▸ The presentation of intramedullary cysticercosis can advance from a typical Brown-Sequard syndrome to complete paralysis. ▸ It is not always permanent and progression or resolution depends on the severity of the original spinal cord injury and the underlying pathology that caused it in the first place. ▸ Intramedullary cysticercosis represents a diagnostic challenge and we should keep a high index of suspicion for such types of lesions, so that early diagnosis and conservative treatment can cure the disease and prevent irreversible complications.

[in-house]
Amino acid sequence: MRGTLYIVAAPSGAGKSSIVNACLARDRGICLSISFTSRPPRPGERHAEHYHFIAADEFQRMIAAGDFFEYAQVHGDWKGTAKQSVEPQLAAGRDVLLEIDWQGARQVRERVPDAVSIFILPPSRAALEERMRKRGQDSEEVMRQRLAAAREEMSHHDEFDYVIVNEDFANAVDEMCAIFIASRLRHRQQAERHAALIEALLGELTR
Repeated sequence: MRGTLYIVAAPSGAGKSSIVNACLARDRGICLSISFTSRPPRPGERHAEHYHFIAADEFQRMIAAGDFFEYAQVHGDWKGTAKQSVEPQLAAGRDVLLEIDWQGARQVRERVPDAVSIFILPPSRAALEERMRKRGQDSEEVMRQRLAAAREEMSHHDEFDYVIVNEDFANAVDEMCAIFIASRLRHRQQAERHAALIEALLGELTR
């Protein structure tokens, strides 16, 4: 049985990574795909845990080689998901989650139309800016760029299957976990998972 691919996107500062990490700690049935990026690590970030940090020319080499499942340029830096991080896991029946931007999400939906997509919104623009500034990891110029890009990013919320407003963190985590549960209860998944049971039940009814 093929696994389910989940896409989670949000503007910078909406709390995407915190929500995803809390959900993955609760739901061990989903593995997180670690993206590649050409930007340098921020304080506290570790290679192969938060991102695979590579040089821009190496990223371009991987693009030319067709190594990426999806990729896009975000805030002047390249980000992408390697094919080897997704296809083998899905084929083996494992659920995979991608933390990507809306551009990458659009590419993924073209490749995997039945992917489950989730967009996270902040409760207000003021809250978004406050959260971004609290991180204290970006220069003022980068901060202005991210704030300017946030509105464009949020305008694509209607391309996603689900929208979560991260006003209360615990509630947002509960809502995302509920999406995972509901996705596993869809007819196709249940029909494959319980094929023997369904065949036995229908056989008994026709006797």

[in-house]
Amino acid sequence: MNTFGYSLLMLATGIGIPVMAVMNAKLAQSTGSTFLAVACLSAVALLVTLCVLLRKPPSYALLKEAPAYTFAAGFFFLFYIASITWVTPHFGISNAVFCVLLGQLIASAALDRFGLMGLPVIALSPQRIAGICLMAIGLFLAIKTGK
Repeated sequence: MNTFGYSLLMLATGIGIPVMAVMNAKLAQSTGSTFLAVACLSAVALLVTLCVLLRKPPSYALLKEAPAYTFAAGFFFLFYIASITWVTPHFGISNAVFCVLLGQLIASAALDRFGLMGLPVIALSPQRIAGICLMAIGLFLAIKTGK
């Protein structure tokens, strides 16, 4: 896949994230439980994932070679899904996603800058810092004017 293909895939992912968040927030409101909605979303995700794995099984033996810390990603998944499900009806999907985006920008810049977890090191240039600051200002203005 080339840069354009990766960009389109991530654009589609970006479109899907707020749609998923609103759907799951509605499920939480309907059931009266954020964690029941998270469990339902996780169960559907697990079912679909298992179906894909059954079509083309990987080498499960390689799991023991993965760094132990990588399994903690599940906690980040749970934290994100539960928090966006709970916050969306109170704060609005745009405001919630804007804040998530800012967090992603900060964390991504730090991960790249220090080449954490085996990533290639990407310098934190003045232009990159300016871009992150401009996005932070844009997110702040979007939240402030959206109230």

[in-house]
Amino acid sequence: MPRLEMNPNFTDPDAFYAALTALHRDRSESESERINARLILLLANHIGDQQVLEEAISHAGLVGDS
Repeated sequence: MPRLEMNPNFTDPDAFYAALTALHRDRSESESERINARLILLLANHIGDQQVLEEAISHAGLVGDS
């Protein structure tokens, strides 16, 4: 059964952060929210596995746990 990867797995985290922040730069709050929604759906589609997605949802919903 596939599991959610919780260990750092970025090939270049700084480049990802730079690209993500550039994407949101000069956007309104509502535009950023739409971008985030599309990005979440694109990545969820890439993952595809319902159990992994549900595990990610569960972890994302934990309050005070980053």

Competing interests None. Patient consent Obtained. Provenance and peer review Not commissioned; externally peer reviewed.


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Chaurasia RN, et al. BMJ Case Rep 2015. doi:10.1136/bcr-2014-207966

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Chaurasia RN, et al. BMJ Case Rep 2015. doi:10.1136/bcr-2014-207966


Spinal cysticercosis: an unusual presentation.

Spinal intramedullary cysticercosis is an uncommon clinical condition that may mimic an intramedullary tumour and can lead to irreversible neurologica...